Spain’s concerns, in particular, over the potential for Scottish independence to act as a precedent for Catalonia are well recognised, and frequently referred to, in different EU member states when questioned on Scotland and independence. Nonetheless, Spain’s then foreign minister, Josep Borrell (now EU high representative for foreign affairs and security policy) did say in 2018 that a legally binding independence process, in agreement with Westminster, would be accepted by Spain. However, it remains highly sensitive for Spain as an issue and political stances on this question in future cannot be guaranteed. Interestingly, the 1993 separation of Czechoslovakia into two separate states is seen as providing little precedent for Scotland – not least as both states were on the same path towards the EU.
There are diverse views across the EU as to how rapidly a Scottish EU accession process could unfold – although many have not given this any detailed consideration. It is commonly noted that in the short term, Scotland would be very close still to the EU’s body of laws and regulations. Some observers in Finland and Germany consider it could be a rather rapid process given Scotland has already been in the EU as part of the UK for 47 years (though this depends on how much divergence there had been in the meantime). Finland itself, which joined the EU in 1995, had a very rapid, three year accession process alongside Austria and Sweden, as they had all been aligned to the EU’s emerging single market in the early 1990s – although this was before the EU’s further integration with the euro, Schengen and justice and home affairs policies.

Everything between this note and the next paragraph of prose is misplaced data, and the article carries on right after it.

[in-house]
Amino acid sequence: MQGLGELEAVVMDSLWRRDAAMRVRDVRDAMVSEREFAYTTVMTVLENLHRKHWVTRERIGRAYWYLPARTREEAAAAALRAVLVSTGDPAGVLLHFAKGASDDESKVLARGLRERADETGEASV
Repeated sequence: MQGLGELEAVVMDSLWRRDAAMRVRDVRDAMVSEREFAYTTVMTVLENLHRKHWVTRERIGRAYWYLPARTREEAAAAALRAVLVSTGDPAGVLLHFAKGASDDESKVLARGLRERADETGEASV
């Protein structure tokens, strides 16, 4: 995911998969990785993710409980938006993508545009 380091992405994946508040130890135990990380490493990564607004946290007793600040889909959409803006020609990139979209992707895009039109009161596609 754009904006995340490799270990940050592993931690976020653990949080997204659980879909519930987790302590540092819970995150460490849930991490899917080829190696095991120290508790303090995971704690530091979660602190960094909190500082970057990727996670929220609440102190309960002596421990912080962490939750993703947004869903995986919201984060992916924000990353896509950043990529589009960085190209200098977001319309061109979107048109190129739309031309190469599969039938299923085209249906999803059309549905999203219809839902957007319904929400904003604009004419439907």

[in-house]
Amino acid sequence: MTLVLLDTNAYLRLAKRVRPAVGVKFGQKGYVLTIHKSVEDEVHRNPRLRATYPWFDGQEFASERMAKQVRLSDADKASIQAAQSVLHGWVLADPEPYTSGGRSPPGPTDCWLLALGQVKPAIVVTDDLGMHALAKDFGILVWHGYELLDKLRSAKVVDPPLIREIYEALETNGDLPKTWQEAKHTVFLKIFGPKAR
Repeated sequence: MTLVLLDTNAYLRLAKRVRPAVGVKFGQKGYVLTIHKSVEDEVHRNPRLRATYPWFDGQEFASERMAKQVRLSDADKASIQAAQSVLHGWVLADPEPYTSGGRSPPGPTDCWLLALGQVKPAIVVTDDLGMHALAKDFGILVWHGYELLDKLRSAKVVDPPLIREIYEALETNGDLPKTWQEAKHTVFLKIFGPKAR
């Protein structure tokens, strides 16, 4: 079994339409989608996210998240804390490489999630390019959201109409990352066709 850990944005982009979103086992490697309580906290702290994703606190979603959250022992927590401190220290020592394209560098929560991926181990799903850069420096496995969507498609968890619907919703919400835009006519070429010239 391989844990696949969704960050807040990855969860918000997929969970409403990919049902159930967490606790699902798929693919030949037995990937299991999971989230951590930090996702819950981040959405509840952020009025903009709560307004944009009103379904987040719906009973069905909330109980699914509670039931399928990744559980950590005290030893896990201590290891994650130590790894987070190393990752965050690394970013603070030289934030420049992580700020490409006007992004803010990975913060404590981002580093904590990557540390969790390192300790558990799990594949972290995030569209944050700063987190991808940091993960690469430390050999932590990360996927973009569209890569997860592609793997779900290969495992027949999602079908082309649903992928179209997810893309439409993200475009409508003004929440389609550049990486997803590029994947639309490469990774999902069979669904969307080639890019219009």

Others suggest it would not be a particularly rapid process, citing concerns around economic challenges in an independent Scotland, meeting the economic and monetary criteria and the question of currency. However, Scotland is rather widely seen as an easier potential enlargement candidate compared to the western Balkans group of candidate countries. As a small, northern, established market economy and democracy with strong rule of law fundamentals, Scotland is seen as more straightforward and less contentious (subject to the constitutional sensitivities discussed above).
For countries such as Denmark, Finland, Sweden and Ireland, an independent Scotland in the EU would be seen as a natural partner. There would be some tough negotiations to be done on Scotland’s fishing waters – though regaining access to some of the UK’s fishing waters would be welcome. Equally, Scotland would be a small candidate country – it would not have the bargaining power the UK once had, nor should it anticipate retaining any of the UK’s previous opt-outs (though there is some understanding, given Ireland’s position in the Common Travel Area with the UK, of the potential need for a Schengen opt-out).
Overall, while there are varying degrees of attention to the possibility of Scottish independence across the EU, there is much less attention to or discussion of the specifics that an independent Scotland’s accession process might involve (unlike the recurring discussion of such issues in Scotland itself). While the break up of the UK, as an important neighbour of the UK, would be significant, the question of immediate relations with the UK and resolving the Brexit process are more important to the EU than the details of a possible future accession process of a small country.
In the future, if Scotland did move towards a referendum, then attention would, of course, increase. And there are, of course, several exceptions to this. Scotland being taken out of the EU against the will of the majority of the Scottish public has provoked considerable sympathy in the European Parliament and in other quarters (see notably former European Council President Donald Tusk telling the BBC in early 2020 that, in the case of Scottish independence, “Emotionally I have no doubt that everyone will be enthusiastic here in Brussels, and more generally in Europe”).